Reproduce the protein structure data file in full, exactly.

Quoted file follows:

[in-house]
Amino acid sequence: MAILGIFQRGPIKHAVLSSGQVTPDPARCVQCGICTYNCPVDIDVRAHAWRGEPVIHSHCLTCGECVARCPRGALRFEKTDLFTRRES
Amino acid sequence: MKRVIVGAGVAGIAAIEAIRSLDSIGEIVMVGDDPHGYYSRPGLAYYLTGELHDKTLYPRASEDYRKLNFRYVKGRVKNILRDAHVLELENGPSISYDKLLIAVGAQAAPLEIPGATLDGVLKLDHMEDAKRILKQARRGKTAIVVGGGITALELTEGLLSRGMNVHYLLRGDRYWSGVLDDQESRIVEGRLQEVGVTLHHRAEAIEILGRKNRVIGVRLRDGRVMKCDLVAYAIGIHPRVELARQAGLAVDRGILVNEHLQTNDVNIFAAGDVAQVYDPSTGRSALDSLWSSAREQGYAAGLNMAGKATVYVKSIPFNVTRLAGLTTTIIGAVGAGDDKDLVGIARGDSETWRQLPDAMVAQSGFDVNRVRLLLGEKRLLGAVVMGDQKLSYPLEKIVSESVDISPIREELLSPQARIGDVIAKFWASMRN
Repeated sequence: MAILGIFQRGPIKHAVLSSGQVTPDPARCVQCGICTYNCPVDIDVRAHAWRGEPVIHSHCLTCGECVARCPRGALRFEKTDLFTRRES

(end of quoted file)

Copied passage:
[in-house]
Amino acid sequence: MAILGIFQRGPIKHAVLSSGQVTPDPARCVQCGICTYNCPVDIDVRAHAWRGEPVIHSHCLTCGECVARCPRGALRFEKTDLFTRRES
Amino acid sequence: MKRVIVGAGVAGIAAIEAIRSLDSIGEIVMVGDDPHGYYSRPGLAYYLTGELHDKTLYPRASEDYRKLNFRYVKGRVKNILRDAHVLELENGPSISYDKLLIAVGAQAAPLEIPGATLDGVLKLDHMEDAKRILKQARRGKTAIVVGGGITALELTEGLLSRGMNVHYLLRGDRYWSGVLDDQESRIVEGRLQEVGVTLHHRAEAIEILGRKNRVIGVRLRDGRVMKCDLVAYAIGIHPRVELARQAGLAVDRGILVNEHLQTNDVNIFAAGDVAQVYDPSTGRSALDSLWSSAREQGYAAGLNMAGKATVYVKSIPFNVTRLAGLTTTIIGAVGAGDDKDLVGIARGDSETWRQLPDAMVAQSGFDVNRVRLLLGEKRLLGAVVMGDQKLSYPLEKIVSESVDISPIREELLSPQARIGDVIAKFWASMRN
Repeated sequence: MAILGIFQRGPIKHAVLSSGQVTPDPARCVQCGICTYNCPVDIDVRAHAWRGEPVIHSHCLTCGECVARCPRGALRFEKTDLFTRRES